In the family of God we are encouraged to ‘give no offence either to Jews or Greeks or to the church of God’. 1 Corinthians 10:32. Paul is of course referring here particularly to whether it was ok to eat certain foods. The antidote he said was to take part in a meal with ‘thankfulness’. In other words if I can do something for the glory of God, i.e. if I know it’s pleasing to God, then I needn’t be judged by someone else with a different level of conscience, but I am also making sure that I am not going out of my way to offend them.
We do know and have probably experienced that there is offence in the gospel. Isaiah tells us of the Messiah that ‘He shall be for a sanctuary; but a stone of stumbling and a rock of offence to both houses of Israel’. Isaiah 8: 14 AV. Peter also tells us that Jesus is ‘a stone of stumbling and a rock of offence’. 1 Peter 2:8 AV. As far as the Lord is concerned, however, He wants offense neither given or taken in His family, and Paul prays for the Philippian church that as their love abounds with discernment they will be ‘sincere and without offence till the day of Christ.’ Philippians 1:10 AV.
You may have noticed by now that I have been using a lot of AV quotes today, and that is because later versions of the bible don’t use the word ‘offence’. They speak rather of things that cause us to stumble, which is fair enough as the Oxford English dictionary defines ‘an offence’ as ‘a stumbling block’. I think however that ‘offence’ is a more appropriate word for us today. I may stumble over something because I haven’t noticed it was there, i.e. I am a passive victim of the situation, but if I ‘give or take offense’, I am an active participant, I play a part in my own stumbling, or that of another.
Jesus himself said ‘It is impossible but that offences will come: but woe unto him through whom they come’. Luke 17:1AV.It’s important therefore that we don’t cause another to be offended, or get offended with another unnecessarily. It is also may be even more important that we don’t get offended with God. I think poor John the Baptist had this challenge when he was in prison. We can tell this from Jesus response to him when he sent his disciples to Jesus to ask “Are you the one who was to come, or should we expect someone else?” (he was clearly having an issue with the fact that Jesus wasn’t getting him out of prison).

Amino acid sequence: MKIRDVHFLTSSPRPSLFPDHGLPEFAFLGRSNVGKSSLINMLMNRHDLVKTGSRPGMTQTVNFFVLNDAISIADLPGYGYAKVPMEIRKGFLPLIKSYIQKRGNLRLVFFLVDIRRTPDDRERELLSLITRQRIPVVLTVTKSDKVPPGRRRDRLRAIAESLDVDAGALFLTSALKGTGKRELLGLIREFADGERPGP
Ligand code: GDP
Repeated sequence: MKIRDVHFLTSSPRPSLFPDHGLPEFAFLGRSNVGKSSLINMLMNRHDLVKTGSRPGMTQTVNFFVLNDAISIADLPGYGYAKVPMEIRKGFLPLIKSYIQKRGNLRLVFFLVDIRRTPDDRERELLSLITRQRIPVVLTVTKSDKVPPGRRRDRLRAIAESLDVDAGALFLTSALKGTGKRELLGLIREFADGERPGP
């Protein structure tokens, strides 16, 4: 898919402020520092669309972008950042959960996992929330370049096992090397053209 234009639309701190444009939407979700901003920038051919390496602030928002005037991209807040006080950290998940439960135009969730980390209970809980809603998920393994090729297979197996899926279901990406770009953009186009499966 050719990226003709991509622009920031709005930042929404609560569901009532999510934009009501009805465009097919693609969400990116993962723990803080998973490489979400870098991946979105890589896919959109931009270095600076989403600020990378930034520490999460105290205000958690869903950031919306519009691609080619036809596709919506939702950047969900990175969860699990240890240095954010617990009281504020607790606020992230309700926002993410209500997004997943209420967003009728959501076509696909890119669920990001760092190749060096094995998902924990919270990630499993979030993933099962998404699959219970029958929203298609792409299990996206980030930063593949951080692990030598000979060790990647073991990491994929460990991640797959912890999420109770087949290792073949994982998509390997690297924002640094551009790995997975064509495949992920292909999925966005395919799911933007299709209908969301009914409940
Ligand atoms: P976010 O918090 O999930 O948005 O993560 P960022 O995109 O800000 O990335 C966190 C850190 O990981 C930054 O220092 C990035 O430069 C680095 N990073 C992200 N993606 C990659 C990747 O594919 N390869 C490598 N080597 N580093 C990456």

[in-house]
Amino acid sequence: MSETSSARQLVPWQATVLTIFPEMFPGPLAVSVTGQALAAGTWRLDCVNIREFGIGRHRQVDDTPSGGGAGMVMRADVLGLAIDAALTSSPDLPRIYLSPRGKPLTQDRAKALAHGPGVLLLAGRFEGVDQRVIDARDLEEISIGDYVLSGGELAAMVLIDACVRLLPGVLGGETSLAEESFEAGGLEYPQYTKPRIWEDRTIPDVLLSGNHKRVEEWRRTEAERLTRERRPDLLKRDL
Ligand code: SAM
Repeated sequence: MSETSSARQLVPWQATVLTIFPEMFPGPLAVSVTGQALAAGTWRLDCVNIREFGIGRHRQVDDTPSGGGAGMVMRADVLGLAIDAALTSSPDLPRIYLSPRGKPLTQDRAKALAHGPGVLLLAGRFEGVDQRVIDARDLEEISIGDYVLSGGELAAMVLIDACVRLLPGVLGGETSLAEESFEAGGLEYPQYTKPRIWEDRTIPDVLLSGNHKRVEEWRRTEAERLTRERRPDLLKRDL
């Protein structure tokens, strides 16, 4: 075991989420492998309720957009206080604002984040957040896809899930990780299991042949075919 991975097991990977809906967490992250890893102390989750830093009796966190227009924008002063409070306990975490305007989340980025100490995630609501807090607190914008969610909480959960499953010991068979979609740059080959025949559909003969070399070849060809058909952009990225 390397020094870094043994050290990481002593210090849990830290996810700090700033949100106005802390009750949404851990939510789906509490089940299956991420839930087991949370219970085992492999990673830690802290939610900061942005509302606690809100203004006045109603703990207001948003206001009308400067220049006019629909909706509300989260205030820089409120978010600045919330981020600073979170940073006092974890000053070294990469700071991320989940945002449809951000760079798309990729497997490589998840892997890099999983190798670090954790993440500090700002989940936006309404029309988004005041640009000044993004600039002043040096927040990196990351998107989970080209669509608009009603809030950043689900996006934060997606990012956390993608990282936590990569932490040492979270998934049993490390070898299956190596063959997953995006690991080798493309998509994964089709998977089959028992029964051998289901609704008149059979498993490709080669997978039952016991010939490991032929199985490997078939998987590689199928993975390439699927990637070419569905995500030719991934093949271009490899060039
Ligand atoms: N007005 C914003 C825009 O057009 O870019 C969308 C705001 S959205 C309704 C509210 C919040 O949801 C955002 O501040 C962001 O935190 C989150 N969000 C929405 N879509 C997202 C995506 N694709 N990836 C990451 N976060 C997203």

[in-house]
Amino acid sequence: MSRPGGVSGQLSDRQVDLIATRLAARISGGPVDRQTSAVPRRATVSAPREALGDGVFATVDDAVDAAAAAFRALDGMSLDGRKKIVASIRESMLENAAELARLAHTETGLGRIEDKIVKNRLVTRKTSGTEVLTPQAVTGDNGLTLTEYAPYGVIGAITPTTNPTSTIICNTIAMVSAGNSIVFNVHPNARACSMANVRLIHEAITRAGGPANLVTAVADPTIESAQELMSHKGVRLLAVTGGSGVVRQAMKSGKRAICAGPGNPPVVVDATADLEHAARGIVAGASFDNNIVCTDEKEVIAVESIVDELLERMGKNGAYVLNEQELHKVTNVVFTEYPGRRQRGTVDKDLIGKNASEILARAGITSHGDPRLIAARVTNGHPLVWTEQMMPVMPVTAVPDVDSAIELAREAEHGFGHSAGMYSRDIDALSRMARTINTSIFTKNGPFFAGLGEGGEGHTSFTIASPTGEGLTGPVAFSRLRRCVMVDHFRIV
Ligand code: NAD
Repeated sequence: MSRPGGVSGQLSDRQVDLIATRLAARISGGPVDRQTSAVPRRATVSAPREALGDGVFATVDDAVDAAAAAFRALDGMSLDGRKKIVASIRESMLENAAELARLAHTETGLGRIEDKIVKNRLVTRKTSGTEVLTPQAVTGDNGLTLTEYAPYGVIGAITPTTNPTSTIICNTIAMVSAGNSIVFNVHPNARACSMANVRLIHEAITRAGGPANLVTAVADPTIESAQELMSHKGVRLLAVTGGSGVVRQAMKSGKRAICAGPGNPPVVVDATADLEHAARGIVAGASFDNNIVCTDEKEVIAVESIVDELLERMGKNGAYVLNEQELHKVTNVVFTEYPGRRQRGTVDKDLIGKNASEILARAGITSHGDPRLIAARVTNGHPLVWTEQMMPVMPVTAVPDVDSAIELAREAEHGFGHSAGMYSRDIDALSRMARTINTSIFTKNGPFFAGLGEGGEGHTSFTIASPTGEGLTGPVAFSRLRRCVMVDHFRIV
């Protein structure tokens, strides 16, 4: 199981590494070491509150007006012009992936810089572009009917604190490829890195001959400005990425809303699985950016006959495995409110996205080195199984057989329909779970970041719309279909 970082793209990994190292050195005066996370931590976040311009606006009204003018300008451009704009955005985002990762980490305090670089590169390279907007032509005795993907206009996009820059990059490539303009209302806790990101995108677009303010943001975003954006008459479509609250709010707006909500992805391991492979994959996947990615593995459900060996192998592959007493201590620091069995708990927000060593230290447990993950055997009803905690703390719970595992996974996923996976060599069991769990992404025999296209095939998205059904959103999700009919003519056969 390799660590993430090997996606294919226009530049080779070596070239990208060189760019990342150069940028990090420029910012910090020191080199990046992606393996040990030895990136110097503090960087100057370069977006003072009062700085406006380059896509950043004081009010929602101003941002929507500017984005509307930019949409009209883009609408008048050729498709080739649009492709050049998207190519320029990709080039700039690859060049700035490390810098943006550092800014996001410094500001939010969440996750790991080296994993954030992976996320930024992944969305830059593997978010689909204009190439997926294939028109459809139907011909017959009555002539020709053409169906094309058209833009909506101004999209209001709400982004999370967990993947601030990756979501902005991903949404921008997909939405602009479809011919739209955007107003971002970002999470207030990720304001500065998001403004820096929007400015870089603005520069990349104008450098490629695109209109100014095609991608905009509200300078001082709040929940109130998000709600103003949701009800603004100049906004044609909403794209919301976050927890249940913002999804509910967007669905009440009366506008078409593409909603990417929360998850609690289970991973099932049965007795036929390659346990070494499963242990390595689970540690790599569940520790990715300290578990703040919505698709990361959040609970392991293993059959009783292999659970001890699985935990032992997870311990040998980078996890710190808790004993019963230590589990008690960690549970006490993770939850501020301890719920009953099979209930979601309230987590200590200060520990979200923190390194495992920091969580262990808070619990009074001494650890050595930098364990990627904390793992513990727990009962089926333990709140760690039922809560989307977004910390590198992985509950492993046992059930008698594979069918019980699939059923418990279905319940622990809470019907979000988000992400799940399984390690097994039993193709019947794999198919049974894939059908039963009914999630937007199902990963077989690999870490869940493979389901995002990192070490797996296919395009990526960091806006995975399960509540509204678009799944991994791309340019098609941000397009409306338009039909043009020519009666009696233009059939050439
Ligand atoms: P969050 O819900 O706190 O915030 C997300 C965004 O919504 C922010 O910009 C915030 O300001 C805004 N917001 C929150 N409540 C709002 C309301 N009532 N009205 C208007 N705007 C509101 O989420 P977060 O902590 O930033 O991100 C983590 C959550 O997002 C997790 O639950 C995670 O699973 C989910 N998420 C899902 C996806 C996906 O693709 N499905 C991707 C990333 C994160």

Jesus tells John’s disciples to go back and “report what you hear and see: The blind receive their sight, the lame walk, those who have leprosy are cured, the deaf hear, the dead are raised and the good news is preached to the poor.” (no mention then of captives being released from prison as in Isaiah 42:7?) Then Jesus tells them to say to John “Blessed is he who does not take offense at Me”. Matthew 11:4-6. Offense can be given but it also has to be taken.
We had a situation once, in a church, which cost us a great deal as a family and it felt like the Lord had forgotten us too. A good friend gave me a text ‘Great peace have they which love thy law and nothing shall offend them’ Psalm 119:165. I knew then I had a choice whether I got offended, not just with my fellow christians, but with God Himself. I knew I couldn’t afford to be offended with God, I needed His friendship, and the peace He gives, too much for that.
None of us like to be thought of as offensive, or easily offended, but this morning I felt that the Lord was encouraging me to ‘go on the offensive’. The weapon of choice? ‘Thanksgiving’. If what we do, we can do with thanksgiving in our hearts, we will be less likely to offend our fellow believers, but also if, when we are offended, we choose not to ‘take’ offense but we give thanks instead, we bullet proof ourselves against the fiery darts of the enemy, who wants to encourages us into self pity, resentment or even anger.
Our thanksgiving enables us to go on the offensive. We can give the devil a real headache, cause him to ‘stumble’ in his attempts to derail us, because if we don’t take offense, then he can’t cause division, or get us to have a ‘stand off’ with the Lord. Thanksgiving is our offensive weapon against the enemy. Thanksgiving stops us from becoming offended by our fellow Christians and by God, and it is also turns what the enemy would use to make us offended by God, into an offensive weapon. Giving glory to God is something that offends him and sends him packing, so let’s do it and enjoy the freedom that it will bring us too.